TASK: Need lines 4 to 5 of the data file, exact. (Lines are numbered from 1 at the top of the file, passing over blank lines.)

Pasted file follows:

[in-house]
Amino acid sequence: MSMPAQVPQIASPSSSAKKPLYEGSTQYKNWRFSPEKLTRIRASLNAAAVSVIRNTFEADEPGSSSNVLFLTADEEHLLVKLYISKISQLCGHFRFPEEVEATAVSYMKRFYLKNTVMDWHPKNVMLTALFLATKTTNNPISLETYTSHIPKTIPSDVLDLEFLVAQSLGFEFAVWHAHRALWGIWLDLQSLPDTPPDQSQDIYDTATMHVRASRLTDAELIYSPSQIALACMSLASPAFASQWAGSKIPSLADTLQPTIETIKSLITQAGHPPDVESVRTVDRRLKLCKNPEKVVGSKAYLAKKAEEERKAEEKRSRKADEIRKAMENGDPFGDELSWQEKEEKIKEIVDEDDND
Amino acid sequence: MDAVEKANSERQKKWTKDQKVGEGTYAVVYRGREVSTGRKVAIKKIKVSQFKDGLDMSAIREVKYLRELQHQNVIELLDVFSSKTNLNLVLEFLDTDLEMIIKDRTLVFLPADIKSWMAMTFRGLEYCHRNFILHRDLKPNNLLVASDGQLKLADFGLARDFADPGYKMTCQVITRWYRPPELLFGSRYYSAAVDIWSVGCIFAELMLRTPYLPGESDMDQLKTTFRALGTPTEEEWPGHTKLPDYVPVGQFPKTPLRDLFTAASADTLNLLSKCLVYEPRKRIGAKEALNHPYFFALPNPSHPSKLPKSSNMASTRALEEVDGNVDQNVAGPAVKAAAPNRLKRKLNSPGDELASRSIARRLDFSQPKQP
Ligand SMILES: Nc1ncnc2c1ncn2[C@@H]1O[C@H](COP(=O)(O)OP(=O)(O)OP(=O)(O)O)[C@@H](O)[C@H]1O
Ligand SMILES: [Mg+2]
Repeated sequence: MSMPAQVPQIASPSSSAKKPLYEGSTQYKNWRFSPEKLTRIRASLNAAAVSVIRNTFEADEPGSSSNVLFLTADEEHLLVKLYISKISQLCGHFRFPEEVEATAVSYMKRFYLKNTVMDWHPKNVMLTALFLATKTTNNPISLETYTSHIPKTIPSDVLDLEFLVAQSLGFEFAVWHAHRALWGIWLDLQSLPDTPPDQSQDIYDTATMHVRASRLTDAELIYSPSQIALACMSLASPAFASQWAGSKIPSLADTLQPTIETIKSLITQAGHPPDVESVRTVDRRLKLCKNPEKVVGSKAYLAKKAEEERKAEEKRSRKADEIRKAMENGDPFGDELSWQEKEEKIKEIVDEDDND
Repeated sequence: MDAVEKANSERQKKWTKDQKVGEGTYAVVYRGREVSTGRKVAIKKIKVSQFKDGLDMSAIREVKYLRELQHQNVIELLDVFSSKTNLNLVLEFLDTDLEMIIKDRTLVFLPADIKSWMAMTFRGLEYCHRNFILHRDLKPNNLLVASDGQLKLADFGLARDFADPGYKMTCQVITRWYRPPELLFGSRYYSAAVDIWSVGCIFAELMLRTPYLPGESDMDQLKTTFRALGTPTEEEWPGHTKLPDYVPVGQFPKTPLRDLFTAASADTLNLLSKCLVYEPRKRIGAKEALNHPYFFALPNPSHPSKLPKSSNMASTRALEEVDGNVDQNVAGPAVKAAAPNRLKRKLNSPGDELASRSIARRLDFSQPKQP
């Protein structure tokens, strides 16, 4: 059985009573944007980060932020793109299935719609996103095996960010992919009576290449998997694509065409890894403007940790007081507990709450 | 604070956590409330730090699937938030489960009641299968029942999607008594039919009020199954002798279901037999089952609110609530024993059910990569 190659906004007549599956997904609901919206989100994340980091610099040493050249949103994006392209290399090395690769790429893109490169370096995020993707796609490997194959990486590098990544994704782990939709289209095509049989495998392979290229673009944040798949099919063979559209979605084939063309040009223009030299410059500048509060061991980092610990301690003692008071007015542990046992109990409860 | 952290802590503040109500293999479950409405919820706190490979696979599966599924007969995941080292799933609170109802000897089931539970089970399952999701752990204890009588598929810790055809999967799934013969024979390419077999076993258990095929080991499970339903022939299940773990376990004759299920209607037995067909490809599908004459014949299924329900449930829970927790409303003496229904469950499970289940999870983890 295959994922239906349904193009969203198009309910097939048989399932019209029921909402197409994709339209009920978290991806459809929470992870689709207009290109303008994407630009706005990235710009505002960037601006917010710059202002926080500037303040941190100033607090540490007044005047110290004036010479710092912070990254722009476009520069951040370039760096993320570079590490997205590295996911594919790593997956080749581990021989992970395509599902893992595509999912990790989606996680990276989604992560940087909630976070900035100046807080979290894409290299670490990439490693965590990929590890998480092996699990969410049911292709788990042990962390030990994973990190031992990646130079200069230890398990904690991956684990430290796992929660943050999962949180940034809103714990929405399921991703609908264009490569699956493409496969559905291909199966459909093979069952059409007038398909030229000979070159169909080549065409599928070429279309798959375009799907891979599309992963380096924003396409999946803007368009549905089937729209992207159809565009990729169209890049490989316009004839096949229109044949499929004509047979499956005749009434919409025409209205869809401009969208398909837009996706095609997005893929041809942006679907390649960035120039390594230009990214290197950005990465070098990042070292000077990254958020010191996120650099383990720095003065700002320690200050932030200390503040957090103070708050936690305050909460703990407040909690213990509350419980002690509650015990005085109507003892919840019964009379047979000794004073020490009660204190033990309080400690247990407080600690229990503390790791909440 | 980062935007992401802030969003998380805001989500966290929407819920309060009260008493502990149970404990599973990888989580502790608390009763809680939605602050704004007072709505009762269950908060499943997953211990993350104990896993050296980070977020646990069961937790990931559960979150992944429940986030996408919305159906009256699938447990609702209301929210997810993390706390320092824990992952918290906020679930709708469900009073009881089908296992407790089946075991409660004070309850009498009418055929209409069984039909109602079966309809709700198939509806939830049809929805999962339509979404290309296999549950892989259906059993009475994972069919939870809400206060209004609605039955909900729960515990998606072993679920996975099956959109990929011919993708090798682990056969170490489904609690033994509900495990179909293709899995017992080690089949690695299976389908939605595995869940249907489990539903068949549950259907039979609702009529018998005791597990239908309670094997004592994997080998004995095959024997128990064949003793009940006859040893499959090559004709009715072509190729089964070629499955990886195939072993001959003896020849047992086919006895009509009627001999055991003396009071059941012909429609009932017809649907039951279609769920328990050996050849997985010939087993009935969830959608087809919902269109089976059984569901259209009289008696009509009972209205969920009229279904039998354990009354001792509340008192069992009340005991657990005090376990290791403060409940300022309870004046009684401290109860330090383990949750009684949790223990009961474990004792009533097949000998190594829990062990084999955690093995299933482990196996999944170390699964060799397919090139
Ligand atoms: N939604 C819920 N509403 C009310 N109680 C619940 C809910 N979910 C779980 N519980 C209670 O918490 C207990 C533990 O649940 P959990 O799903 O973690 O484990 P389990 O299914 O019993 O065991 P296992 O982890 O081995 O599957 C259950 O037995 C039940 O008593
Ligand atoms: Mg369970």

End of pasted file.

Ligand SMILES: Nc1ncnc2c1ncn2[C@@H]1O[C@H](COP(=O)(O)OP(=O)(O)OP(=O)(O)O)[C@@H](O)[C@H]1O
Ligand SMILES: [Mg+2]